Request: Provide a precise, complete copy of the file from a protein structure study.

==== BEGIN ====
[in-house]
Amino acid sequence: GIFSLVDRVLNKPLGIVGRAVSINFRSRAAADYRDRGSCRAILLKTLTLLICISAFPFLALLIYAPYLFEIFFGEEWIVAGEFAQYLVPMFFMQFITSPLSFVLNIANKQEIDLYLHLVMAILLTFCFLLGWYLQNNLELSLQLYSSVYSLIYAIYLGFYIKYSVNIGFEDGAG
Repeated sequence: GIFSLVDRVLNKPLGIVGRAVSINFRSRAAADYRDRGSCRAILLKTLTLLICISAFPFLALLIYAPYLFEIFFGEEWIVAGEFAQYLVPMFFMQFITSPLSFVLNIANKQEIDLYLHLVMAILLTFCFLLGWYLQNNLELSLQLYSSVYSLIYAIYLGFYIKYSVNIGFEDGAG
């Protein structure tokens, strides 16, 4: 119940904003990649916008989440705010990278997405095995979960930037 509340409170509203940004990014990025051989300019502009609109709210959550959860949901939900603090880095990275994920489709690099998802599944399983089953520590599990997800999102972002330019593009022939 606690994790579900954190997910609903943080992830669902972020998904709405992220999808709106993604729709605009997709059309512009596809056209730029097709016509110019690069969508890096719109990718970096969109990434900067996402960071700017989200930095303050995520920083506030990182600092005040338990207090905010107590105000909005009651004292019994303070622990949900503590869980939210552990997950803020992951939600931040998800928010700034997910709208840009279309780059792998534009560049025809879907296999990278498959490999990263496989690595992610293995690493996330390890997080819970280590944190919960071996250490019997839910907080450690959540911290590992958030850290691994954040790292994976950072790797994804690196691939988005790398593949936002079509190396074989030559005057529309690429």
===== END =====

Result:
[in-house]
Amino acid sequence: GIFSLVDRVLNKPLGIVGRAVSINFRSRAAADYRDRGSCRAILLKTLTLLICISAFPFLALLIYAPYLFEIFFGEEWIVAGEFAQYLVPMFFMQFITSPLSFVLNIANKQEIDLYLHLVMAILLTFCFLLGWYLQNNLELSLQLYSSVYSLIYAIYLGFYIKYSVNIGFEDGAG
Repeated sequence: GIFSLVDRVLNKPLGIVGRAVSINFRSRAAADYRDRGSCRAILLKTLTLLICISAFPFLALLIYAPYLFEIFFGEEWIVAGEFAQYLVPMFFMQFITSPLSFVLNIANKQEIDLYLHLVMAILLTFCFLLGWYLQNNLELSLQLYSSVYSLIYAIYLGFYIKYSVNIGFEDGAG
């Protein structure tokens, strides 16, 4: 119940904003990649916008989440705010990278997405095995979960930037 509340409170509203940004990014990025051989300019502009609109709210959550959860949901939900603090880095990275994920489709690099998802599944399983089953520590599990997800999102972002330019593009022939 606690994790579900954190997910609903943080992830669902972020998904709405992220999808709106993604729709605009997709059309512009596809056209730029097709016509110019690069969508890096719109990718970096969109990434900067996402960071700017989200930095303050995520920083506030990182600092005040338990207090905010107590105000909005009651004292019994303070622990949900503590869980939210552990997950803020992951939600931040998800928010700034997910709208840009279309780059792998534009560049025809879907296999990278498959490999990263496989690595992610293995690493996330390890997080819970280590944190919960071996250490019997839910907080450690959540911290590992958030850290691994954040790292994976950072790797994804690196691939988005790398593949936002079509190396074989030559005057529309690429």